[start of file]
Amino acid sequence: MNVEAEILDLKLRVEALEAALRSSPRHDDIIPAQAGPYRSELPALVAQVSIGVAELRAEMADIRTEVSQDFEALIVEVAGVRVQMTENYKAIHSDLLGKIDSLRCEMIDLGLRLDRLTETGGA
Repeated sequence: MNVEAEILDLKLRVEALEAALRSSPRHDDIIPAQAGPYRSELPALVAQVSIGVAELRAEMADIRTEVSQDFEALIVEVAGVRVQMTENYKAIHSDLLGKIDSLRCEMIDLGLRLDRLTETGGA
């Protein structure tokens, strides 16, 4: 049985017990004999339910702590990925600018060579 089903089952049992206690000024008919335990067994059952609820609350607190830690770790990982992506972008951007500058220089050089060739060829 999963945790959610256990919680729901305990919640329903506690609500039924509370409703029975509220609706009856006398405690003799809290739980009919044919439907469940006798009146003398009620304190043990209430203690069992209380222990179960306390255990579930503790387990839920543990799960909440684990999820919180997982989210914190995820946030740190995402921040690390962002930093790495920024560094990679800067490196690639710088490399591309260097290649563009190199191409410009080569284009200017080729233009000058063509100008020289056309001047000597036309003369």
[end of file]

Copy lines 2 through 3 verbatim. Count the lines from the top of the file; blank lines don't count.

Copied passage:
Repeated sequence: MNVEAEILDLKLRVEALEAALRSSPRHDDIIPAQAGPYRSELPALVAQVSIGVAELRAEMADIRTEVSQDFEALIVEVAGVRVQMTENYKAIHSDLLGKIDSLRCEMIDLGLRLDRLTETGGA
């Protein structure tokens, strides 16, 4: 049985017990004999339910702590990925600018060579 089903089952049992206690000024008919335990067994059952609820609350607190830690770790990982992506972008951007500058220089050089060739060829 999963945790959610256990919680729901305990919640329903506690609500039924509370409703029975509220609706009856006398405690003799809290739980009919044919439907469940006798009146003398009620304190043990209430203690069992209380222990179960306390255990579930503790387990839920543990799960909440684990999820919180997982989210914190995820946030740190995402921040690390962002930093790495920024560094990679800067490196690639710088490399591309260097290649563009190199191409410009080569284009200017080729233009000058063509100008020289056309001047000597036309003369």